A note on numbers and sources: If you see small variations between numbers in this post, it’s because it’s really hard to find a single consistent source of information. Some sites use traditional album sales, some use TEAs (track-equivalent albums, where buying 10 digital singles = 1 album purchase), and some include SEAs (stream-equivalent albums, where 1,500 Spotify/YouTube/etc streams = 1 album purchase). In addition to some of the links above, I used a Billboard list of albums that have sold 1m+ in a week, a Complex list of the 25 biggest FIRST-week album sales, an article that mentioned the fastest-selling albums in 2013, and a list of the fastest-selling albums of 2014. But just as I was finishing writing this post, I found an old but amazing resource for the biggest sales weeks of the Soundscan era that was invaluable for correcting numbers and which I hope to write more about in a future blog post soon!

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How the Grammys early cutoff hurt Drake & Adele and comparing it to other award show timelines

The Grammy Awards nominees were announced recently. And, like every year, there was something that bugged me: the award show isn’t until mid-February, but a lot of recent songs aren’t nominated.

The Grammy Awards, more than the other major award shows, seems to have a way-too-early cutoff for submissions. Why? I started looking at the full submission timeline, but quickly found myself knee-deep in the arcane rules and procedures of the Emmys, Grammys, Oscars, and Tonys (EGOT!).

Into the rabbit hole we go!


  • Timeline
    • Grammy written entry deadline: Aug 26 (but July 1 for releases through July 30)
    • Grammy album release cutoff: Sept 30, 2015
    • Grammy nomination voting: Oct 14-Nov 4
    • Grammy nominations announced: Dec 7, 2015
    • Grammy award voting: Dec 16-Jan 15
    • Grammy award show: Feb 15, 2016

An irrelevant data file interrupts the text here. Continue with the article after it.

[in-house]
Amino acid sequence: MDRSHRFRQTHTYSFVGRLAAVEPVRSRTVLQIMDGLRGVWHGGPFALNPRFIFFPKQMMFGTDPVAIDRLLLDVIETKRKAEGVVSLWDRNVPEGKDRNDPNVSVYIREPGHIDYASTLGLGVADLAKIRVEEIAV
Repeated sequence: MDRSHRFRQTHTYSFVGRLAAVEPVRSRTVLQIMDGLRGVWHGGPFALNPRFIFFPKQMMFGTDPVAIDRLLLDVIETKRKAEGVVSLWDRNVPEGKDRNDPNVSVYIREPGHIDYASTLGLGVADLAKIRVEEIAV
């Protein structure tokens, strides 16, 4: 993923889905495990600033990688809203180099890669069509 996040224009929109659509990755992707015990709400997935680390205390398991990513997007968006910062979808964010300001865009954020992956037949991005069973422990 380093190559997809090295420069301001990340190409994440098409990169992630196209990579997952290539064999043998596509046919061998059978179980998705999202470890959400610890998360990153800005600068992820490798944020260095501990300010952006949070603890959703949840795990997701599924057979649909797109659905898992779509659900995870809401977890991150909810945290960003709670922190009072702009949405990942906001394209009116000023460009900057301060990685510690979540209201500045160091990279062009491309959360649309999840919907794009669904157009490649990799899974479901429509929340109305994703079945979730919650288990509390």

• Total time from cutoff to award show: 4.5 months
    • Sources: timeline, rules

My first thought when reading this: what’s the difference between the entry deadline and the album release deadline? Good question! The album release deadline is simple: it’s the last date the album can officially be released for sale. But the entry deadline is when you have to submit your album for consideration to be nominated.

But wait, isn’t the entry deadline BEFORE the album release deadline? Yep! And turns out, it’s like that for all the award shows. Basically, if your album comes out at the end of the eligibility period, you have to submit it for Grammy consideration before its official release date. Weird, but whatever. What’s even more unusual is if your album comes out before July 30th, you had to submit it by July 1st for consideration.

If the Grammy committee gets submissions so early, why does it take so long to actually give out the awards?!

Let’s look at just how long it takes. The album release deadline is Sept 30th and the award show is on February 15th. That’s FOUR AND A HALF months in between. What takes so long? Well, they allocate about a month for nomination voting, another month until actually announcing the nominees, a month for the final round of voting, and then wait another month until the awards show. That’s SO LONG (especially compared to the other awards shows, as you’ll see below).

Now, you might be thinking, what’s the big deal? Well, let’s look at how it affects two of the biggest artists in the world: